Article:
The Technology Promise For SMEs Development

The Technology Promise For Small And Medium-Sized Enterprises (SMEs)

The small enterprises represent a key segment of any economy. It also represents a large portion of the workforce both at the leadership level as well as the operating level. Small enterprises face capability and competency issues at all levels. A small organization does not present an “HR brand,” and thus, they are not able to attract and retain the right talent. In such a situation, upgrading the available talent to the level of desired performance is the only way these organizations would survive and grow. Compared to small enterprises, corporates have a systematic talent development activity where the talent need is identified, assessments are done, the gaps are identified, and corrective inputs are provided.

However, in the case of small enterprises, none of these steps are taken up. In spite of such large market potential, how come there are very few solutions available to small enterprises to fill the talent gap?

Challenges To Training Faced By Small And Medium-Sized Enterprises (SMEs)

The nature of the SME landscape might give us some clues as to what affects their talent development. There are two major factors that work in conjunction with each other—the size of SMEs and the wide variety of training needs. Firstly, the small size of SMEs means that creating a customized solution for a smaller workforce is expensive in terms of per participant cost. If a generic solution delivered to multiple clients is to be considered, then that entails much higher marketing and branding costs.

The shortage of manpower in SMEs is a further challenge. Many SMEs operate with a limited but very critical workforce. This critical staff gets work done through other operating people who may have some constraints due to which they continue working with SMEs and do not get placed in large companies. These constraints can be in terms of poor abilities or personal constraints such as location or family constraints, etc. In any case, the organization depends too heavily on a few critical resources and is reluctant to spare them for the time it takes for a skill upgrade.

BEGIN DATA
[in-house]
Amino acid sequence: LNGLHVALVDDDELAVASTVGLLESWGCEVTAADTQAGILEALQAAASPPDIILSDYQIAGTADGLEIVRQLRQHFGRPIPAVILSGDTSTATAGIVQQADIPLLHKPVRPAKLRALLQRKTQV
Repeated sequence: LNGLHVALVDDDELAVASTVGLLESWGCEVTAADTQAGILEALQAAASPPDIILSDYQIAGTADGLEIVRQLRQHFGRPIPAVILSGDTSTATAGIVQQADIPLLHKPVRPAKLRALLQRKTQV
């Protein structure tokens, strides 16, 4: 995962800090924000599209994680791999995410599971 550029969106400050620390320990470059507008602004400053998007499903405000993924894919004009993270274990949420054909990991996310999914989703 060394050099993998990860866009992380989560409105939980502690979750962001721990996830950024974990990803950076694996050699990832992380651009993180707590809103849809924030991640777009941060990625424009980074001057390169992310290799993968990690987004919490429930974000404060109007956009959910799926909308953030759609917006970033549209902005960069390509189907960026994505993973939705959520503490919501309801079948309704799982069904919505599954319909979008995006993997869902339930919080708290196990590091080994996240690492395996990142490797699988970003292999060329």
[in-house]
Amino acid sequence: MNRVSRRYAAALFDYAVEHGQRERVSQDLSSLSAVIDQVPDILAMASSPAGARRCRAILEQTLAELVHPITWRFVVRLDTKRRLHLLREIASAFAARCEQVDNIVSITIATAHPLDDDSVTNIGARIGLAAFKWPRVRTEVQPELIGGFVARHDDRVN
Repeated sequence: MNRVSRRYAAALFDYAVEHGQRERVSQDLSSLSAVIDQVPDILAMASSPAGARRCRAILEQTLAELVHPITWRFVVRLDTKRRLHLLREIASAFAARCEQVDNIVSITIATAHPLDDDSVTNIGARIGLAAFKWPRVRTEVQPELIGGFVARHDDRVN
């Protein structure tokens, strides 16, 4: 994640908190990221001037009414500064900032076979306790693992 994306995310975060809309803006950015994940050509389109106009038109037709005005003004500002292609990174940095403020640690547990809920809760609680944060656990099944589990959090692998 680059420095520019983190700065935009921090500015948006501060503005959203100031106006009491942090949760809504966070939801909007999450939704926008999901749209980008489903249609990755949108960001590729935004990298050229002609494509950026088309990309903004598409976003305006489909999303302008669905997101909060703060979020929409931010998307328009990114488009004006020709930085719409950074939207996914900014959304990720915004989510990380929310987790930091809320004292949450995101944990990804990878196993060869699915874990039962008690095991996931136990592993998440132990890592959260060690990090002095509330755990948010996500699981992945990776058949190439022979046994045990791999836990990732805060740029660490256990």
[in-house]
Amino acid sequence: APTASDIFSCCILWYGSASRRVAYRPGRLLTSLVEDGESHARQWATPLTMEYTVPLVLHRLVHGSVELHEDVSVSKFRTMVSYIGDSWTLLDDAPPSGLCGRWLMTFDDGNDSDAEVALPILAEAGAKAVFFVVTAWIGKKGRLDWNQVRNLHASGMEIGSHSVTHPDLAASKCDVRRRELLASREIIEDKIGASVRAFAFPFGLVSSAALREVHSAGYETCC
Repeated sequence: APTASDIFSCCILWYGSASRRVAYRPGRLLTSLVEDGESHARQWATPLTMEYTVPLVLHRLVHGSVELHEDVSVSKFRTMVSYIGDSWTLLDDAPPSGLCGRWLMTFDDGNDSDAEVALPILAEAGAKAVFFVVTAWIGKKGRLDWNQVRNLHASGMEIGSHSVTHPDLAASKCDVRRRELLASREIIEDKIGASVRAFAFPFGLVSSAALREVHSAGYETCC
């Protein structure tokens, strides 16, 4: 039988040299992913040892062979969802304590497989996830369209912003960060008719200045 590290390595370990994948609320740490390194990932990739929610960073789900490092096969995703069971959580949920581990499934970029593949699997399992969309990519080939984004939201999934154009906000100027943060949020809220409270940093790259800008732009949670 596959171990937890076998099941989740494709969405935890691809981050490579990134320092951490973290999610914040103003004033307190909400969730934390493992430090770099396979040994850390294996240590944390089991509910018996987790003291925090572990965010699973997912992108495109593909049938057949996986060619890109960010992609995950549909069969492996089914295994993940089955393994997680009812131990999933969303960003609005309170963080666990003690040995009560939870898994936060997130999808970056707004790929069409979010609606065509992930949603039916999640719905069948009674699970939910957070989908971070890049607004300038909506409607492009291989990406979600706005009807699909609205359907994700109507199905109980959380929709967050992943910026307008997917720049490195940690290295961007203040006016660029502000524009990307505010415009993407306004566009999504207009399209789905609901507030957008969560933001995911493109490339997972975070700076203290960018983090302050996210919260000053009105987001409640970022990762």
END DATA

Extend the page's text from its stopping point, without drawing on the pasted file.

The second factor at play is the wide variety of needs. In a given region, if there is a concentration of SMEs working in a similar domain, the likelihood of creating a common training solution exists. For example, a number of small enterprises acting as vendors and sub-vendors may be concentrated near a large automobile manufacturing plant. Usually, however, the canvas of SMEs is filled with enterprises working in various domains and sizes. As a result, the marketplace for training consists of a multitude of cost-sensitive customers with specialized needs.

Approaches To SME Skill Development

With the above challenges in mind, what are the different ways and means to provide useful and cost-effective inputs to these customers? I spent a few years researching the competency development of SMEs. My findings over this time indicate that we have to take up a hybrid approach in skill development for SMEs. This approach addresses the challenges in people development by enlisting the help of technology as well as the environment.